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July 15, 2009

Dating Old Family Photos

You've found a box of old photos in your great-aunt's attic. She doesn't want them and tells you to go ahead and take the box. Some of the pictures are identified by name but you've no idea when the photos were taken! What do you do now?

The first thing you need to do is figure out the approximate time period of each photo. Is it 20th century, or 19th century? Mid 1800s? Late 1800s? How do you figure it out?

You can date photographs through various clues:

1. Type of photo - Tintype, daguerreotype, Carte de visite, cabinet card, 1900s home photos - narrow your time frame by first identifying the photo type.

2. Photographer's name (if there is one). Research the photographer. Find out when he or she was in business.

3. Photographer's mark and logo on the back of a CDV (Carte de Visite). Marks and logos changed over time from none to simple to more elaborate.

4. Fashion, especially women's fashions. Are the skirts full? Do they have hoops? Crinolines? Do they simply fall from the waist? Does the dress have full sleeves? Tight tapered sleeves? Dropped shoulder? A Yoke effect? High collar? Low collar? Natural wwaistline with belt? Dropped waist? Bustle? All these and more indicate fairly specific years.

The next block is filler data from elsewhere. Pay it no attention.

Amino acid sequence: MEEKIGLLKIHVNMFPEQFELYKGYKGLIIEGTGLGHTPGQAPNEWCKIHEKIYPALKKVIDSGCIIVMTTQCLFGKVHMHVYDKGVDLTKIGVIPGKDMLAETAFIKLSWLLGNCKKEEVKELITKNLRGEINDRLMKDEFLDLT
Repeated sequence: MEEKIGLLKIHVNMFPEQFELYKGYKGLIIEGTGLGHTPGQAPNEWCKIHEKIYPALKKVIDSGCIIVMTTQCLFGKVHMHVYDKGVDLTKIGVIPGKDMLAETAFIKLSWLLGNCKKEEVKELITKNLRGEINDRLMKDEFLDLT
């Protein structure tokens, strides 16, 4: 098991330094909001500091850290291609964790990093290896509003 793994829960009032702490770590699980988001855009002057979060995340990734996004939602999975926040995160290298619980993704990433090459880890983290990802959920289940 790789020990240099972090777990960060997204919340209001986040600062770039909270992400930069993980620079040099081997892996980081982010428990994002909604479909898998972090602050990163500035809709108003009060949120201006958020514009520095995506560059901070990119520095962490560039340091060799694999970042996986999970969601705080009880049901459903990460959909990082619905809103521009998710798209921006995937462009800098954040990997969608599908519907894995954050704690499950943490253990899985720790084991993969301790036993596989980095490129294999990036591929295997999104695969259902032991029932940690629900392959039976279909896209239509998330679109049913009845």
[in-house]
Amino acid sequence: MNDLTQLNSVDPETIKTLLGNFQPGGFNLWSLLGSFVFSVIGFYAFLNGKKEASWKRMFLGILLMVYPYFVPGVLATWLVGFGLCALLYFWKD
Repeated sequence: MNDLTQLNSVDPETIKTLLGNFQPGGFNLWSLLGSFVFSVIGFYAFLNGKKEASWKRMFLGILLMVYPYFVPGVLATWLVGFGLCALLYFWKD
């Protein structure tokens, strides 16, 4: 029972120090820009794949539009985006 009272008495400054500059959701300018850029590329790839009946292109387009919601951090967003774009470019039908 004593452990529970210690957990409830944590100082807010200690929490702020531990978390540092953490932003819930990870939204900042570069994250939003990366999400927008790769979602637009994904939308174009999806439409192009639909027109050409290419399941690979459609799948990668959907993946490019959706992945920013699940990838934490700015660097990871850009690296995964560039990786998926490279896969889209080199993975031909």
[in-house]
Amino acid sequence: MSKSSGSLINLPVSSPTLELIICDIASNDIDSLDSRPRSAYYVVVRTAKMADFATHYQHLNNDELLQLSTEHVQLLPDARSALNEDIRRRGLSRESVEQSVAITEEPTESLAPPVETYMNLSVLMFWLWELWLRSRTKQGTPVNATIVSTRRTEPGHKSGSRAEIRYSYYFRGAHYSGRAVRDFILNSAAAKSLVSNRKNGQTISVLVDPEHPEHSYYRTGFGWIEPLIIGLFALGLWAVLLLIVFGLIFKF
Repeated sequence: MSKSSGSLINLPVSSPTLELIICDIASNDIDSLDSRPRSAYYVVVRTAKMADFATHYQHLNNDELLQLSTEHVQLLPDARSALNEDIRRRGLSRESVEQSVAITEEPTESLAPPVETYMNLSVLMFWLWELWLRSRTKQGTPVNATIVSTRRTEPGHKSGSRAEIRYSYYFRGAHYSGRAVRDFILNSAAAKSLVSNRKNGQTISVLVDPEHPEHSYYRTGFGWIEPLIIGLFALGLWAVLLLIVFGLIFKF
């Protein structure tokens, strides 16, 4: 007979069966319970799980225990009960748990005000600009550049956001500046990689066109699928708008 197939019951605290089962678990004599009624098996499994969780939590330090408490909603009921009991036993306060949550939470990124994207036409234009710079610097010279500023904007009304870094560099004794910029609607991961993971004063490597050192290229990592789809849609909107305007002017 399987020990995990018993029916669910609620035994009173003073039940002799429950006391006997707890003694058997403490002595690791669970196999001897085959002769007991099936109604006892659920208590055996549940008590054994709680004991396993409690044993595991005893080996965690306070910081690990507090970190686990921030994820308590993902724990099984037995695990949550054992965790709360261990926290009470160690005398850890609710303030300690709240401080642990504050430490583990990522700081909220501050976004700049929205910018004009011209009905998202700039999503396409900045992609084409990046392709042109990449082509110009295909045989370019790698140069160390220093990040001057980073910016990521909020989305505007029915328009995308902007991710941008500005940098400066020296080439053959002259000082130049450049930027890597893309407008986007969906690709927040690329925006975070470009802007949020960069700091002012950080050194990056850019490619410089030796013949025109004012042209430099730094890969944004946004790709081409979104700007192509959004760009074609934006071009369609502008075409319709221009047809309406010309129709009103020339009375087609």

5. Hairstyles. Women's hairstyles in particular changed over the years. Look to see if the ears are exposed or covered. Is hair parted in the middle and swept back severely? Is it low on the nape of the neck? Is it in sausage curls or ringlets? Is it gathered high on the top of the head? There are many variations and every one is typical of a fairly specific time period.

6. Is there a Revenue Stamp on the back? This dates your photo to 1864-1866. If you're lucky, the photographer date stamped his revenue stamp as he was supposed to.

There are many details you can also look for when attempting to date an ancestor photo. See Hints For Dating an Ancestor Photograph for information on Photo Corners (round versus square cut), quality of photograph cards (thin, thick), colured backings versus non-coloured etc.

It's a great feeling to get a box of old family photos and be able to slot them into time periods! Why not join us on Lost Faces: Ancestor Photos & Albums on GenealogyWise. This is a group I created to talk about our old photos and to help each other identify the years taken.

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